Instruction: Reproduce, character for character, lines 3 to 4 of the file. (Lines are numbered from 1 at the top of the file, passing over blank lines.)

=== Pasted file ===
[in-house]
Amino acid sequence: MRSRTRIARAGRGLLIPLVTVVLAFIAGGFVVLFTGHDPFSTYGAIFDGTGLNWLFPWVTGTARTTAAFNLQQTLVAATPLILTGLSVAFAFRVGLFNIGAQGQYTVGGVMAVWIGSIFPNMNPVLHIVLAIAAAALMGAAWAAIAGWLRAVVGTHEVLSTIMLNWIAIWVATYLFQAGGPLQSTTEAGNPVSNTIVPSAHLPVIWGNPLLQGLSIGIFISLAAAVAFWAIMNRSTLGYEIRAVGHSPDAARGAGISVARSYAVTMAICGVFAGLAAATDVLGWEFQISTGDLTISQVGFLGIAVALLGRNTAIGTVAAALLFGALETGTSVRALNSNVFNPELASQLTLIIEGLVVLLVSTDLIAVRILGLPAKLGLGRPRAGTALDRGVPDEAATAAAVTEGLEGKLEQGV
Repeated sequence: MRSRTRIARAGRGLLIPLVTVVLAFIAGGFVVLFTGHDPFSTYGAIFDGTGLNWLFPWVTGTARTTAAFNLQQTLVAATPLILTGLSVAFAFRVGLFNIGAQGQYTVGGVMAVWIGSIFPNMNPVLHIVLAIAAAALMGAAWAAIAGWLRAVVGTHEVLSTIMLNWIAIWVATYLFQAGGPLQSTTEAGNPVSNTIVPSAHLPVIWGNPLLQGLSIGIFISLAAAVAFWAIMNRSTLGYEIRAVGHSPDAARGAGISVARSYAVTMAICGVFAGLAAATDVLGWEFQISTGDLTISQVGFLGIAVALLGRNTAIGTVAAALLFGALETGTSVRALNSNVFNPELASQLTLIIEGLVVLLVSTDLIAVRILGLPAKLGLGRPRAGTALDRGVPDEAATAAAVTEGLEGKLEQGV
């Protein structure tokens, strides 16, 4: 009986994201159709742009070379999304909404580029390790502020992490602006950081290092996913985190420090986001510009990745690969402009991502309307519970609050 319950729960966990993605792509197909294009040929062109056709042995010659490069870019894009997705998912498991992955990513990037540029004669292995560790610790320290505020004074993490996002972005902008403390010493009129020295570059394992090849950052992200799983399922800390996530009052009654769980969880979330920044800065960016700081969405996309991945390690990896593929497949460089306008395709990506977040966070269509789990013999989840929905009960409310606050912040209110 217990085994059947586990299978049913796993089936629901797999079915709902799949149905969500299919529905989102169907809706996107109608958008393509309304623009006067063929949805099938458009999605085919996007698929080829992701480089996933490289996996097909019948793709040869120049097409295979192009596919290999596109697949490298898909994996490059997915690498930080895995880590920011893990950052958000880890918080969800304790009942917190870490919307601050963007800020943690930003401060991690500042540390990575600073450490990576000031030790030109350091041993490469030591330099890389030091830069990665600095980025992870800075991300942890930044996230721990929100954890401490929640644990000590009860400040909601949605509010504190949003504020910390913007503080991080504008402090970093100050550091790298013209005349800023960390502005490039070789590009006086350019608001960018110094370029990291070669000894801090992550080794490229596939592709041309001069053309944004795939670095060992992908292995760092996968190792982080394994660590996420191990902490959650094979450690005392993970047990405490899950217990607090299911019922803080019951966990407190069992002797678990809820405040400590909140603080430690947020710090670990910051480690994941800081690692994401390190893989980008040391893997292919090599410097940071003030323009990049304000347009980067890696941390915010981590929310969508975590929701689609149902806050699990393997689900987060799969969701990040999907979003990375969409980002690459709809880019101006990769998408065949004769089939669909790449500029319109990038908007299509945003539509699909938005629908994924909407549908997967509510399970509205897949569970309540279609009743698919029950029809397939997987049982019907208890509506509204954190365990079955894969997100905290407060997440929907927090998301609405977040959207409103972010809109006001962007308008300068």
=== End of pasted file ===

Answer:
Repeated sequence: MRSRTRIARAGRGLLIPLVTVVLAFIAGGFVVLFTGHDPFSTYGAIFDGTGLNWLFPWVTGTARTTAAFNLQQTLVAATPLILTGLSVAFAFRVGLFNIGAQGQYTVGGVMAVWIGSIFPNMNPVLHIVLAIAAAALMGAAWAAIAGWLRAVVGTHEVLSTIMLNWIAIWVATYLFQAGGPLQSTTEAGNPVSNTIVPSAHLPVIWGNPLLQGLSIGIFISLAAAVAFWAIMNRSTLGYEIRAVGHSPDAARGAGISVARSYAVTMAICGVFAGLAAATDVLGWEFQISTGDLTISQVGFLGIAVALLGRNTAIGTVAAALLFGALETGTSVRALNSNVFNPELASQLTLIIEGLVVLLVSTDLIAVRILGLPAKLGLGRPRAGTALDRGVPDEAATAAAVTEGLEGKLEQGV
């Protein structure tokens, strides 16, 4: 009986994201159709742009070379999304909404580029390790502020992490602006950081290092996913985190420090986001510009990745690969402009991502309307519970609050 319950729960966990993605792509197909294009040929062109056709042995010659490069870019894009997705998912498991992955990513990037540029004669292995560790610790320290505020004074993490996002972005902008403390010493009129020295570059394992090849950052992200799983399922800390996530009052009654769980969880979330920044800065960016700081969405996309991945390690990896593929497949460089306008395709990506977040966070269509789990013999989840929905009960409310606050912040209110 217990085994059947586990299978049913796993089936629901797999079915709902799949149905969500299919529905989102169907809706996107109608958008393509309304623009006067063929949805099938458009999605085919996007698929080829992701480089996933490289996996097909019948793709040869120049097409295979192009596919290999596109697949490298898909994996490059997915690498930080895995880590920011893990950052958000880890918080969800304790009942917190870490919307601050963007800020943690930003401060991690500042540390990575600073450490990576000031030790030109350091041993490469030591330099890389030091830069990665600095980025992870800075991300942890930044996230721990929100954890401490929640644990000590009860400040909601949605509010504190949003504020910390913007503080991080504008402090970093100050550091790298013209005349800023960390502005490039070789590009006086350019608001960018110094370029990291070669000894801090992550080794490229596939592709041309001069053309944004795939670095060992992908292995760092996968190792982080394994660590996420191990902490959650094979450690005392993970047990405490899950217990607090299911019922803080019951966990407190069992002797678990809820405040400590909140603080430690947020710090670990910051480690994941800081690692994401390190893989980008040391893997292919090599410097940071003030323009990049304000347009980067890696941390915010981590929310969508975590929701689609149902806050699990393997689900987060799969969701990040999907979003990375969409980002690459709809880019101006990769998408065949004769089939669909790449500029319109990038908007299509945003539509699909938005629908994924909407549908997967509510399970509205897949569970309540279609009743698919029950029809397939997987049982019907208890509506509204954190365990079955894969997100905290407060997440929907927090998301609405977040959207409103972010809109006001962007308008300068």